In conventional gases and plasmas, it is known that heat fluxes are proportional to temperature gradients, with collisions between particles mediating energy flow from hotter to colder regions and the coefficient of thermal conduction given by Spitzer's theory. However, this theory breaks down in magnetized, turbulent, weakly collisional plasmas, although modifications are difficult to predict from first principles due to the complex, multiscale nature of the problem. Understanding heat transport is important in astrophysical plasmas such as those in galaxy clusters, where observed temperature profiles are explicable only in the presence of a strong suppression of heat conduction compared to Spitzer's theory. To address this problem, we have created a replica of such a system in a laser laboratory experiment. Our data show a reduction of heat transport by two orders of magnitude or more, leading to large temperature variations on small spatial scales (as is seen in cluster plasmas).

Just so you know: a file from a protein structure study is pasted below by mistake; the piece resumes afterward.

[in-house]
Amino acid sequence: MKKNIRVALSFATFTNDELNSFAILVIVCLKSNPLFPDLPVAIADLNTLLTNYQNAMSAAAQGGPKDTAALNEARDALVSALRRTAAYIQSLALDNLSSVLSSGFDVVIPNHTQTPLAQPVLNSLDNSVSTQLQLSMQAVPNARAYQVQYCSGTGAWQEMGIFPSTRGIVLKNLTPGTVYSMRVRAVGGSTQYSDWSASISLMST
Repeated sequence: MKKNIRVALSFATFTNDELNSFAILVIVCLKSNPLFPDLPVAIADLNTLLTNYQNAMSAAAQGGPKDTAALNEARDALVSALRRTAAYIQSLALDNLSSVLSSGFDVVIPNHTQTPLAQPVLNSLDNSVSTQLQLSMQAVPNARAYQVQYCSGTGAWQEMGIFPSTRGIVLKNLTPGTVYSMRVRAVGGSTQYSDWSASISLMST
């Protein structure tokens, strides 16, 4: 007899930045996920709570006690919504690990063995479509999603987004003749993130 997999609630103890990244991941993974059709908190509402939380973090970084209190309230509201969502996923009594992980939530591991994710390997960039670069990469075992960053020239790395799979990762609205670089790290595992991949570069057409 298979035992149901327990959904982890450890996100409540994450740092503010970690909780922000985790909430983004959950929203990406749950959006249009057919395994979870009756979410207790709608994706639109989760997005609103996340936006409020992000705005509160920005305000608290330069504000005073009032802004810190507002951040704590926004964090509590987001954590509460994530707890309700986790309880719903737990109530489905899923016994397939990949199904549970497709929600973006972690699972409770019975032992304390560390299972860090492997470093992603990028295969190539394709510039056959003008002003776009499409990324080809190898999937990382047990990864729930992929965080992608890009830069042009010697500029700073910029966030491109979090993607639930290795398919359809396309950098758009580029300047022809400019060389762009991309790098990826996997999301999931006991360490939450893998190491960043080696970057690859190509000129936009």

|Number of pages||6|
|Publication status||Published - 9 Mar 2022|
- galaxy clusters
- magnetic fields
- drive beams